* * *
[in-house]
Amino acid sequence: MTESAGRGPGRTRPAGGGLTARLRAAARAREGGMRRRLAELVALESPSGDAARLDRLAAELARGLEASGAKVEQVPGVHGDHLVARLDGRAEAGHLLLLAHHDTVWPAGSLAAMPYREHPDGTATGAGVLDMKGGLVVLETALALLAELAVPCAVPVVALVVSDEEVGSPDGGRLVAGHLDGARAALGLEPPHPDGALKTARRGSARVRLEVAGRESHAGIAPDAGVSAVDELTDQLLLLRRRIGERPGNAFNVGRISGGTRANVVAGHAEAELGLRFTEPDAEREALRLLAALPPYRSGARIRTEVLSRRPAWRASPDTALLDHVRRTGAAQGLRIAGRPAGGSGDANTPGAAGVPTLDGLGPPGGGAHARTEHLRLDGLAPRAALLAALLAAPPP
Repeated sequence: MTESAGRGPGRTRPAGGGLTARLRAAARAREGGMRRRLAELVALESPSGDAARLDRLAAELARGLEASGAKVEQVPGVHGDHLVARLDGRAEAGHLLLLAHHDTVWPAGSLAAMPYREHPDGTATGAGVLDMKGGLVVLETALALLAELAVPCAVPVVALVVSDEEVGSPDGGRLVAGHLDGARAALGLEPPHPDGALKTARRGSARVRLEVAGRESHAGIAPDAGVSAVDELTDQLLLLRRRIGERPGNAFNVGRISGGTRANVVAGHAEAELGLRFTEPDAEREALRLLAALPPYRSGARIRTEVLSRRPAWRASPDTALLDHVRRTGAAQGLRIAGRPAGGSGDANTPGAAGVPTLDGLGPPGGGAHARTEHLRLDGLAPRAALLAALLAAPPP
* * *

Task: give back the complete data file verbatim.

[in-house]
Amino acid sequence: MTESAGRGPGRTRPAGGGLTARLRAAARAREGGMRRRLAELVALESPSGDAARLDRLAAELARGLEASGAKVEQVPGVHGDHLVARLDGRAEAGHLLLLAHHDTVWPAGSLAAMPYREHPDGTATGAGVLDMKGGLVVLETALALLAELAVPCAVPVVALVVSDEEVGSPDGGRLVAGHLDGARAALGLEPPHPDGALKTARRGSARVRLEVAGRESHAGIAPDAGVSAVDELTDQLLLLRRRIGERPGNAFNVGRISGGTRANVVAGHAEAELGLRFTEPDAEREALRLLAALPPYRSGARIRTEVLSRRPAWRASPDTALLDHVRRTGAAQGLRIAGRPAGGSGDANTPGAAGVPTLDGLGPPGGGAHARTEHLRLDGLAPRAALLAALLAAPPP
Repeated sequence: MTESAGRGPGRTRPAGGGLTARLRAAARAREGGMRRRLAELVALESPSGDAARLDRLAAELARGLEASGAKVEQVPGVHGDHLVARLDGRAEAGHLLLLAHHDTVWPAGSLAAMPYREHPDGTATGAGVLDMKGGLVVLETALALLAELAVPCAVPVVALVVSDEEVGSPDGGRLVAGHLDGARAALGLEPPHPDGALKTARRGSARVRLEVAGRESHAGIAPDAGVSAVDELTDQLLLLRRRIGERPGNAFNVGRISGGTRANVVAGHAEAELGLRFTEPDAEREALRLLAALPPYRSGARIRTEVLSRRPAWRASPDTALLDHVRRTGAAQGLRIAGRPAGGSGDANTPGAAGVPTLDGLGPPGGGAHARTEHLRLDGLAPRAALLAALLAAPPP